One example of a universal cap type:
https://www.ebay.com/itm/402783017410
Wonder if this would work for a round Nissin reservoir?

https://www.motiveproducts.com/collecti ... -universal
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Re: Physics of brake bleeding

Post by Swagonmaster »

Quite possibly or you could do this:
https://www.toolsource.com/shopping_cart.html
See what I mean about price? Honestly I think a search of ebay or amazon would come up with the correct inexpensive adaptor for a car whereas it might be hard to specify a cap for a bike without having one to compare.
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Re: Physics of brake bleeding

Post by WingVetteGSXR »

Swagonmaster wrote: Fri Sep 03, 2021 6:34 pm Quite possibly or you could do this:
https://www.toolsource.com/shopping_cart.html
See what I mean about price? Honestly I think a search of ebay or amazon would come up with the correct inexpensive adaptor for a car whereas it might be hard to specify a cap for a bike without having one to compare.
Not sure what product on the page that your link takes me to you're referring to?
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Re: Physics of brake bleeding

Post by Swagonmaster »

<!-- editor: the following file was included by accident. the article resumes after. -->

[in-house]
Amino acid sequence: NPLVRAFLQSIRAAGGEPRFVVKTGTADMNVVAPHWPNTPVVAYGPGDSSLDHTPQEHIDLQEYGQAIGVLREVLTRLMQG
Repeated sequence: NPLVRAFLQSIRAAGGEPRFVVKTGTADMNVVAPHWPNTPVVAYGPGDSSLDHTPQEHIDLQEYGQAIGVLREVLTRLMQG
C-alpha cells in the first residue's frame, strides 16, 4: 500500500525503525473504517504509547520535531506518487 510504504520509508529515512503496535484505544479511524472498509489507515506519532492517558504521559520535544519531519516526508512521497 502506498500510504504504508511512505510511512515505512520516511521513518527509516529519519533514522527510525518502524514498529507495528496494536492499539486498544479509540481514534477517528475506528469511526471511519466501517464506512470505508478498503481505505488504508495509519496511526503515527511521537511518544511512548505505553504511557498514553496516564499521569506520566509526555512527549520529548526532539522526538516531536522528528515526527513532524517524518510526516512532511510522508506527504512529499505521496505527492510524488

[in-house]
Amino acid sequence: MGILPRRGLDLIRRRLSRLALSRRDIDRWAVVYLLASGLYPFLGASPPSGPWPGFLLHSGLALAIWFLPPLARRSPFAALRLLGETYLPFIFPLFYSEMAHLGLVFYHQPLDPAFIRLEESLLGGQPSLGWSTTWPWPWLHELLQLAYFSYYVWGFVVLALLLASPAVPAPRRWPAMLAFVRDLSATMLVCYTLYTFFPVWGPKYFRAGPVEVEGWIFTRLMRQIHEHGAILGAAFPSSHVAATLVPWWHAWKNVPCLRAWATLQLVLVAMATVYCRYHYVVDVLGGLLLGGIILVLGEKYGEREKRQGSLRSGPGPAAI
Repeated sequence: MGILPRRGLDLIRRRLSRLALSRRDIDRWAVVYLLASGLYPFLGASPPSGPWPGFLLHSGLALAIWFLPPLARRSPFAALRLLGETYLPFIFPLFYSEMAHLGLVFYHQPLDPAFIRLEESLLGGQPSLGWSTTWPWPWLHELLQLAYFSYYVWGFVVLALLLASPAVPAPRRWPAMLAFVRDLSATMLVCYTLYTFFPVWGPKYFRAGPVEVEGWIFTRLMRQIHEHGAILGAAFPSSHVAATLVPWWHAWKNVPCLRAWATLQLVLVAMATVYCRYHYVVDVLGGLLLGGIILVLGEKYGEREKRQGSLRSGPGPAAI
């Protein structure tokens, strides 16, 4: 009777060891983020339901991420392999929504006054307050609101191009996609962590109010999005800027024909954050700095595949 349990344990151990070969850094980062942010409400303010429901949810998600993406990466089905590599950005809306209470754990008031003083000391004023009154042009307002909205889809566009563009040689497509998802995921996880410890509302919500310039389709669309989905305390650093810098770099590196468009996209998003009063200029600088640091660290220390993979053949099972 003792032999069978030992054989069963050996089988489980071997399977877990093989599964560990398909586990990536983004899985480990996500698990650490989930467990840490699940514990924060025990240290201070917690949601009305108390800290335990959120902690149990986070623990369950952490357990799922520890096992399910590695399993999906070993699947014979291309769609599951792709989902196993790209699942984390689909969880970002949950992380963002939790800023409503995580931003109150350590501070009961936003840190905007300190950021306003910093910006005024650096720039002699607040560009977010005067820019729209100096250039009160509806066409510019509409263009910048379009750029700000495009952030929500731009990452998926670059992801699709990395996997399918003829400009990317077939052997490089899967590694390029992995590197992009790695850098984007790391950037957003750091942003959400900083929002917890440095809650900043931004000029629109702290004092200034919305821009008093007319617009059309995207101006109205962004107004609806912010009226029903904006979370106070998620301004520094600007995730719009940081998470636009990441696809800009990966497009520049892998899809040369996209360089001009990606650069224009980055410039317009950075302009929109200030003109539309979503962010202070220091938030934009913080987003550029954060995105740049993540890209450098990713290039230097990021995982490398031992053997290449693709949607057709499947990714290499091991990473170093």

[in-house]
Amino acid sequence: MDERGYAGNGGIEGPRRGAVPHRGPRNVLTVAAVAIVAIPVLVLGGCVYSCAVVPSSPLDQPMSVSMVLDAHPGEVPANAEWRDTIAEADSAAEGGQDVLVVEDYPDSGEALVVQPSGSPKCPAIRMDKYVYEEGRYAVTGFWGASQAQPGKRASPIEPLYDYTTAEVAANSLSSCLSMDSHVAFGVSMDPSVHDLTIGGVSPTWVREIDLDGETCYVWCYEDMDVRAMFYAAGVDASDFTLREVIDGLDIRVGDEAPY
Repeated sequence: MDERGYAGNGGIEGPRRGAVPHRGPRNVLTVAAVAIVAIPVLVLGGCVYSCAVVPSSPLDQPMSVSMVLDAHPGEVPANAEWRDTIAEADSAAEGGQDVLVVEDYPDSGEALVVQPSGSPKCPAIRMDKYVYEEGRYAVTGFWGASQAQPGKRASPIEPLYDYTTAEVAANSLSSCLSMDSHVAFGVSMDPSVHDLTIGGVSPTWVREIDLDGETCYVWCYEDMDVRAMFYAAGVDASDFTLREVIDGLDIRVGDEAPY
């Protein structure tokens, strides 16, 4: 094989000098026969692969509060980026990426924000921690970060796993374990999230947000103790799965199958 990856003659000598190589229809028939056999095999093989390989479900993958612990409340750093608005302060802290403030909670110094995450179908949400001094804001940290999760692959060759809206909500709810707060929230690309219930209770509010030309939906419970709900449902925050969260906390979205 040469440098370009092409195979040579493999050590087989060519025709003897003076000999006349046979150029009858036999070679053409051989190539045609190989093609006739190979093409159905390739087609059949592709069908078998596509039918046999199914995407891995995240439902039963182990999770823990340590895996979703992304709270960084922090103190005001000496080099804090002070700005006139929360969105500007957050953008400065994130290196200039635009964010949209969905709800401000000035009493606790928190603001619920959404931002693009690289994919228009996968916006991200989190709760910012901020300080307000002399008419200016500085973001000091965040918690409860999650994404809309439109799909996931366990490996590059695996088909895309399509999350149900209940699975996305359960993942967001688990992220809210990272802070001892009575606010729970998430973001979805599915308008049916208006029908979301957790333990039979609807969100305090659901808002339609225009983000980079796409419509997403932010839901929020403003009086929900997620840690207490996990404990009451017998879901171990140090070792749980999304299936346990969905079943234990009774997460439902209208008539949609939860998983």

For some reason these folks don't put prices on the adaptors, you have to put it in your cart to see a price but look at the Nissan adaptor listed.
https://www.toolsource.com/index.php?ma ... %20adapter
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Re: Physics of brake bleeding

Post by Solo So Long »

WingVetteGSXR wrote: Fri Sep 03, 2021 9:58 am Where do you get the reservoir attachments for this pressure bleeder? I have the exact same one that I use for my Corvette, but would like reservoir attachments for my two bikes. Motive doesn't make reservoir attachments for all vehicles.
Get another reservoir cap, drill a hole and attach the appropriate fitting.
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Re: Physics of brake bleeding

Post by Swagonmaster »

I have done the "hole in the stock cap" on two of mine, it is rather hard to make the fitting seal up under the pressure of the brake fluid but it does work.
Try to learn from the mistakes of others..... you won't live long enough to make them all yourself!
Solo So Long
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Kawasaki KZ900-PS (1977)
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Re: Physics of brake bleeding

Post by Solo So Long »

Swagonmaster wrote: Sun Sep 05, 2021 5:53 am I have done the "hole in the stock cap" on two of mine, it is rather hard to make the fitting seal up under the pressure of the brake fluid but it does work.
You don't need a lot of pressure. I've always been able to make a new gasket when I needed to.